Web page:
Humorous New Book About the Rigors of Marriage
Wednesday, October 5, 2011
Standing at the altar, everything looks easy. The groom is impeccably groomed, flashing his best manners, and, while he may very well be thinking about the game, his eyes are on you. A decade later, though — when the caterer’s gone, the finery is shelved, and you’re deep in the bog of intimate cohabitation — spousehood can begin to chafe. And grate. And rankle.
Even if you have the best husband in the solar system — in fact, you don’t, because I do — you might be surprised to discover that he has an infantile fear of ants, an unnerving fancy for circus posters, and an inability to smell rotting trash from two lousy paces.
The truth is you never really know someone ’til you’ve shared a toothbrush-holder with him. Since the day we said “I do,” I’ve learned countless surprising things about my husband. I always knew that he’d never intentionally hurt my feelings — but I didn’t know how often he’d do it unintentionally by failing to notice a haircut or ask me, “What did the doctor say?” And I could never have guessed that the attentive boyfriend who made an embarrassing fuss over my half-birthday would become the distracted husband who asks, “It’s Mother’s Day? Again?!”
From wifely gripes like these springs Santa Barbara author Jenna McCarthy’s new book, If It Was Easy, They’d Call the Whole Damn Thing a Honeymoon: Living With and Loving the TV-Addicted, Sex-Obsessed, Not-So-Handy Man You Married.
Launching this Tuesday, October 4, the book enumerates the many topics over which couples bicker, from sleeping and driving to cooking and gift-giving. (Her fella once gave her a headlamp as a birthday gift for “when you go kayaking into caves or spelunking.” Yes. Yes, he did.)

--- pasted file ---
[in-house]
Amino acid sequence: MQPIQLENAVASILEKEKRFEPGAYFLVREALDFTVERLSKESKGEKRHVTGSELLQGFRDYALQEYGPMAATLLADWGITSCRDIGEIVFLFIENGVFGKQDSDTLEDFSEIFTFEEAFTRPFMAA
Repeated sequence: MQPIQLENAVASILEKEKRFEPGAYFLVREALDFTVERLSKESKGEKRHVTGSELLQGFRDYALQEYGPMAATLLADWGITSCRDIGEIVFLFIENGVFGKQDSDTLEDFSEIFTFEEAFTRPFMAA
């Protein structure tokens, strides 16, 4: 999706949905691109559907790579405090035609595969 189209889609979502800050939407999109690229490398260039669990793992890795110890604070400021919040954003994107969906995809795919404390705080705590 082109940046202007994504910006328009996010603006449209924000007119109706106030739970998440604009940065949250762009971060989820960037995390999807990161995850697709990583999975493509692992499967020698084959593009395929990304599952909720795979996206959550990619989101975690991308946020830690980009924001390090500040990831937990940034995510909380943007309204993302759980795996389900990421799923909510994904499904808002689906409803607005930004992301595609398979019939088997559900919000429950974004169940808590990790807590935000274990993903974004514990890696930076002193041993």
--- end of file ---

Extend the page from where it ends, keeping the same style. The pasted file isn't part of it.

“When you were dating, there wasn’t all that much to argue about,” Jenna writes. “But when couples try to share one electric bill, they turn into a pair of Japanese fighting fish, those colorful, carnival-prize favorites that come one to a bowl for a simple reason: If you put two in there, they will immediately try to rip each other’s gills off.”
The book includes hilarious confessions from other women about their misters’ maddening habits: “My husband has to shake his foot or leg to fall asleep, every night. It makes it impossible to read in bed without feeling nauseous.”
Are some of the grievances petty? Snarky? Even (gasp) bitchy? You bet. Even Jenna, who’s a close friend of mine, feels a little guilty about telling the world that her hubby is a whiny wuss when he gets a head cold.
“It’s so easy to fixate on the handful of things your partner does that annoy you,” admits Jenna, who writes for Self, Parents, and iVillage and used to cohost The Early Show on KTYD radio (remember Matt, Jenna, and Hayseed?). “But when you read a few hundred stories of what you could be living with, you realize you’ve got it pretty damned good. Did you know that there are guys out there who routinely pick their noses, pluck out their own back hairs when they’re watching TV, and pick up table crumbs with their licked fingertips in restaurants? Suddenly, the fact that my husband has to have the car windows down regardless of the atmospheric conditions, and occasionally asks me to show him my boobs, doesn’t seem so bad.”
And what of women’s vexing ways? Surely Jenna’s husband — and mine, and yours — could fill their own books with complaints of their nagging, neatnik wives …
“He threatens to do it all the time,” says Jenna, “so I already came up with a title for him: What Were You Thinking? Living With and Loving the Diet Coke–Addicted, Shoe-Obsessed, Never-Shuts-Up Woman You Married.”
Starshine Roshell is the author of Wife on the Edge.